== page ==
What You Should Know About: Auto Insurance
We have answers to your questions about auto insurance
What is auto insurance?
Insurance is a way of spreading financial risks among large numbers of people. In the case of auto insurance, you pay a fee (premium) to an insurance company in return for the right to share in funds set aside by your insurer to pay your costs in specific (covered by your policy) circumstances, such as an auto accident.
Do I have to buy auto insurance?
Most state laws require you to carry a minimum amount of liability coverage to operate a motor vehicle (to pay for injuries or damages you may cause to others in an accident). And in Oregon, your policy must include “Medical Pay” coverage, to pay for injuries to you or passengers in your car. “Med Pay” coverage is optional in Washington and Idaho, and there are other coverage options you should consider also, to help pay for damage to your own vehicle, or to pay for “hit and run” or uninsured driver accidents, for example.
Do I need “optional” coverages?
Keep in mind, while only liability coverage (and in Oregon, Med Pay) is required by law in the Northwest states, it won’t pay to fix or replace your own lost, stolen or damaged vehicle – or pay for injuries you or your passenger suffer in an accident – regardless of fault. Experts say 13-16% of drivers on our roadways are uninsured. If you’re hit by one and have no coverage, can you afford to fix or replace your vehicle without insurance?
How much will my insurance cost?
Prices vary widely. The type of car you drive, your driving record, your age, your sex, where you live and how much you drive usually affect cost. You may also qualify for various discounts.
Can I buy “more” insurance coverage?
Yes. While the law requires “minimum limits” for all vehicle operators, many drivers choose to buy coverage that includes higher limits – like up to $250,000 instead of $50,000 – to protect their personal assets if they cause an accident. Need even more coverage? Consider an umbrella policy, which provides higher amounts of coverage (starting at $1 million or more) after the initial policy limits are reached.
How can I save money on auto insurance?
The place to start is with a conversation with your insurance agent or company. Make sure you’re getting the discounts you’re entitled to. Safe driver? Student with good grades? Willing to take a safer driving course? Also, ask about increasing your deductible on your optional auto policies. That’s more out-of-pocket if you have a claim, but more IN your pocket when you pay your premium.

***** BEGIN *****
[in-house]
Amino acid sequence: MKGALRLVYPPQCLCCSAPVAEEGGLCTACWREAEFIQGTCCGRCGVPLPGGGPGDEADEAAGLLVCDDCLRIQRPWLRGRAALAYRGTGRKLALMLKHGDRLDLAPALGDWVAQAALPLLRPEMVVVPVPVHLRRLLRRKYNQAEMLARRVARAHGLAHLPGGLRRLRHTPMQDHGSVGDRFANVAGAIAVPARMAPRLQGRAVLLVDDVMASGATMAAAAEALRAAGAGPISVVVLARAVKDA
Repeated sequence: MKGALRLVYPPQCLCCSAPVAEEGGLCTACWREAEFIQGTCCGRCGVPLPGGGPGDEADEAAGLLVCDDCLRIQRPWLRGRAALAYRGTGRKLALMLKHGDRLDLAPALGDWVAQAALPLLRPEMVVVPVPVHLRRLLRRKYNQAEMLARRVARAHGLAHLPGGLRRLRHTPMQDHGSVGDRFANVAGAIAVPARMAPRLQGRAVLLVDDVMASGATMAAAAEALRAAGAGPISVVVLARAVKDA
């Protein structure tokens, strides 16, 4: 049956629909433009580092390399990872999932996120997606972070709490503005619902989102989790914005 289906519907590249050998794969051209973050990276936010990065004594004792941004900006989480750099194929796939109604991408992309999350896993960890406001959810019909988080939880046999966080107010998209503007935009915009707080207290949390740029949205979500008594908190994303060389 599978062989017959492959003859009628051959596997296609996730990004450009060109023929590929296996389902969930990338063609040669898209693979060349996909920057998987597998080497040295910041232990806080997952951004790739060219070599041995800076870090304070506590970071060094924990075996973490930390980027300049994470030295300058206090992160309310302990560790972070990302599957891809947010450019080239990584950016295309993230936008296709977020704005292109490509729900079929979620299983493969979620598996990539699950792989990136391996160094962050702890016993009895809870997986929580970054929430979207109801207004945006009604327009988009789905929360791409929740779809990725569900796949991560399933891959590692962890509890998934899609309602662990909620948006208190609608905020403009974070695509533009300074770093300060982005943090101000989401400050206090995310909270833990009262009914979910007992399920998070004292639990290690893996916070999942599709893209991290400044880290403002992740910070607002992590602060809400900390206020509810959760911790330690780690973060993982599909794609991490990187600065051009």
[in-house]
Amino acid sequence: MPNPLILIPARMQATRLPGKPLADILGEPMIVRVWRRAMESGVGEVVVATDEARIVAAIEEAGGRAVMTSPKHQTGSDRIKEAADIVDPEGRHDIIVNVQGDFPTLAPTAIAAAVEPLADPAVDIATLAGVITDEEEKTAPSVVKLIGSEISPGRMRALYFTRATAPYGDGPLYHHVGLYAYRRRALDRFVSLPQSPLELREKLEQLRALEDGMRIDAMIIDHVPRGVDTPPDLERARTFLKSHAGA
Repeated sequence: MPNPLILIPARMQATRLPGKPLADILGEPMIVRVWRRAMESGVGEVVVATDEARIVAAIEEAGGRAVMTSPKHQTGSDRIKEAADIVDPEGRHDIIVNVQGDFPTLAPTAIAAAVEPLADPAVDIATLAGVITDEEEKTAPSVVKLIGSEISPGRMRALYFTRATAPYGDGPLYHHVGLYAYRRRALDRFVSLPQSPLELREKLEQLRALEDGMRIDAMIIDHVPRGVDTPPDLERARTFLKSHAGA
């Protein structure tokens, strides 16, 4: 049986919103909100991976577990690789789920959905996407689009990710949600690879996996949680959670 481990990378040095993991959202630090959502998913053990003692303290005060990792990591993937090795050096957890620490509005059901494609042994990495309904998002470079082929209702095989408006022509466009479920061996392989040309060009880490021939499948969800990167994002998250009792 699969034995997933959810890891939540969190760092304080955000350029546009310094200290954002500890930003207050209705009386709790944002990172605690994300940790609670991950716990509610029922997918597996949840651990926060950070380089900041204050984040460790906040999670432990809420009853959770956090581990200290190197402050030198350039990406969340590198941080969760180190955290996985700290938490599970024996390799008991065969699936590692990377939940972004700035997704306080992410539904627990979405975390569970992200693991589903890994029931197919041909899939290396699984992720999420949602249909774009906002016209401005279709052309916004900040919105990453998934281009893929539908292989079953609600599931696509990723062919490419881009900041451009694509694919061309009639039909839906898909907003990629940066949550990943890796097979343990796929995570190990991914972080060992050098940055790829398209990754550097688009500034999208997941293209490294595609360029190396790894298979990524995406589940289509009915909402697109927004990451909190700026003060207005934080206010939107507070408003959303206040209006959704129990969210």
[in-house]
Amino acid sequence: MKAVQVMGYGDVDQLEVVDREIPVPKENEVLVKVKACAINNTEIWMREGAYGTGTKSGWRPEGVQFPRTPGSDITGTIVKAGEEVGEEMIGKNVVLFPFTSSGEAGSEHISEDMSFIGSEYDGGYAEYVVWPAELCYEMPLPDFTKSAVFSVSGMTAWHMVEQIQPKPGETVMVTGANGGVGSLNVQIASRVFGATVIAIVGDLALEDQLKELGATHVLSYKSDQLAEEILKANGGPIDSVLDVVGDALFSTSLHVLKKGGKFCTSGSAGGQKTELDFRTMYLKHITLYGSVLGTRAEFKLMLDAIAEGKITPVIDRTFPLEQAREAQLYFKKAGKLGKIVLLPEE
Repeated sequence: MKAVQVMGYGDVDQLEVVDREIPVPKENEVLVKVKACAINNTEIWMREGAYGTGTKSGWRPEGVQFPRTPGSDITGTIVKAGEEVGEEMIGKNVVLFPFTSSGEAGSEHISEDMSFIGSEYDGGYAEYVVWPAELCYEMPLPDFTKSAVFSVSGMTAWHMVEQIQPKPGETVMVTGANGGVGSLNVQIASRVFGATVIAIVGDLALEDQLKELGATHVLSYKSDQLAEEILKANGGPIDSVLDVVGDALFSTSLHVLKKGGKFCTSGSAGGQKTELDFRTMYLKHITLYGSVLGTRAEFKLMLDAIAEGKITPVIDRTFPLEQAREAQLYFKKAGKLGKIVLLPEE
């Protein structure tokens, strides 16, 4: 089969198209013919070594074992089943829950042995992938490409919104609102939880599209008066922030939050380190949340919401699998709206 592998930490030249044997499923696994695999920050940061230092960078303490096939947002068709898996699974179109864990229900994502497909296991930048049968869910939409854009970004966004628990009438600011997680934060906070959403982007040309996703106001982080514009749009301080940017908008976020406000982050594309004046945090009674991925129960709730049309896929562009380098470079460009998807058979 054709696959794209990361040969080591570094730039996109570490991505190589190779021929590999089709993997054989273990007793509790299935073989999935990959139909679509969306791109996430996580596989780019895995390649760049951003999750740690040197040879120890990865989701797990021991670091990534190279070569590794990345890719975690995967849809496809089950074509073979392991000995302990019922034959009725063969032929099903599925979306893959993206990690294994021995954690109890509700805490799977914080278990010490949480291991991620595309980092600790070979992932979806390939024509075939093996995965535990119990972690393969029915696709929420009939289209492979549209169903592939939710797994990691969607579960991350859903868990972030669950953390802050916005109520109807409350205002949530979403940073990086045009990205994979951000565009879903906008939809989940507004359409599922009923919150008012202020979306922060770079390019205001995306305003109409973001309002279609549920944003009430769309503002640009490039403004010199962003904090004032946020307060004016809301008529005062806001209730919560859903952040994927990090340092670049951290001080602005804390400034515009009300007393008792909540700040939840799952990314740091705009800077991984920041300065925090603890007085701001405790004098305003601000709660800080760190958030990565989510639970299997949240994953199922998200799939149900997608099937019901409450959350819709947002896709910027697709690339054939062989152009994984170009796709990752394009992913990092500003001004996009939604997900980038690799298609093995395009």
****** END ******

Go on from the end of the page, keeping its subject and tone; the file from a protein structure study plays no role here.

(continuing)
Can I be added on to my parents' Auto Insurance?
If you drive a family car, you can be added to your parents' policy. However, the cost of the policy will increase. (Some companies insure young drivers on a family policy only.) If you have your own car, your parents' company may sell you a separate policy but at a different rate than your parents. New drivers seeking their own insurance frequently are referred to state-run insurance pools, known as "assigned risk plans," where the cost of insurance may be higher.
Do I have to be a minimum age to buy my own insurance?
No. However, you must have a valid driver's license. Also, in many states you must be 18 before you can own a car without an adult's name on the auto registration.
How often do I renew my insurance?
Auto insurance policies usually renew after six months. Some last one full year. You will receive a notice when it is time to renew your insurance (this typically occurs automatically).
Will my rates go up or will I lose my insurance if I get into an accident or get a ticket?
If you are not at fault in an accident involving another vehicle, your insurance likely will not be affected. If you are at fault, are cited for a serious violation (such as driving under the influence of drugs/alcohol), or you are involved in an expensive property damage claim (such as crashing into a tree), your insurer will consider that when setting the price for your next insurance policy, and you may see changes to your rates, either as a premium increase or temporary surcharge. Your rates for the current policy won't be affected.